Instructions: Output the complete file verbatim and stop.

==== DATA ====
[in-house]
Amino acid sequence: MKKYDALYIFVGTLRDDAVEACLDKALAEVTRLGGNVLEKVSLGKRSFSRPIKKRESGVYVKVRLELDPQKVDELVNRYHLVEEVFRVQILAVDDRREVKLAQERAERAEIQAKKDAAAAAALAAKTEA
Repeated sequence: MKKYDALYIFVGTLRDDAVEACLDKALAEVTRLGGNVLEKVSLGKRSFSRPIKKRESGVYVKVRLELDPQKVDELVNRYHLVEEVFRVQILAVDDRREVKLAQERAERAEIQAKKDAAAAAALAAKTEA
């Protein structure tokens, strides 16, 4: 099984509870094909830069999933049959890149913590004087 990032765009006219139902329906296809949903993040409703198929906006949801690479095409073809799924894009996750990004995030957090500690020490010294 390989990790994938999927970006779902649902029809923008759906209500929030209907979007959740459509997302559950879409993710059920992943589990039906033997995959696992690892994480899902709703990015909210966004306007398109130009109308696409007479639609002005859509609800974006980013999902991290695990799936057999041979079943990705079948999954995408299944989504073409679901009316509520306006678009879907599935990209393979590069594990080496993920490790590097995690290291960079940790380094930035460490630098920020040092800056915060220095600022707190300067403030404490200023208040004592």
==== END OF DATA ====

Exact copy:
[in-house]
Amino acid sequence: MKKYDALYIFVGTLRDDAVEACLDKALAEVTRLGGNVLEKVSLGKRSFSRPIKKRESGVYVKVRLELDPQKVDELVNRYHLVEEVFRVQILAVDDRREVKLAQERAERAEIQAKKDAAAAAALAAKTEA
Repeated sequence: MKKYDALYIFVGTLRDDAVEACLDKALAEVTRLGGNVLEKVSLGKRSFSRPIKKRESGVYVKVRLELDPQKVDELVNRYHLVEEVFRVQILAVDDRREVKLAQERAERAEIQAKKDAAAAAALAAKTEA
């Protein structure tokens, strides 16, 4: 099984509870094909830069999933049959890149913590004087 990032765009006219139902329906296809949903993040409703198929906006949801690479095409073809799924894009996750990004995030957090500690020490010294 390989990790994938999927970006779902649902029809923008759906209500929030209907979007959740459509997302559950879409993710059920992943589990039906033997995959696992690892994480899902709703990015909210966004306007398109130009109308696409007479639609002005859509609800974006980013999902991290695990799936057999041979079943990705079948999954995408299944989504073409679901009316509520306006678009879907599935990209393979590069594990080496993920490790590097995690290291960079940790380094930035460490630098920020040092800056915060220095600022707190300067403030404490200023208040004592």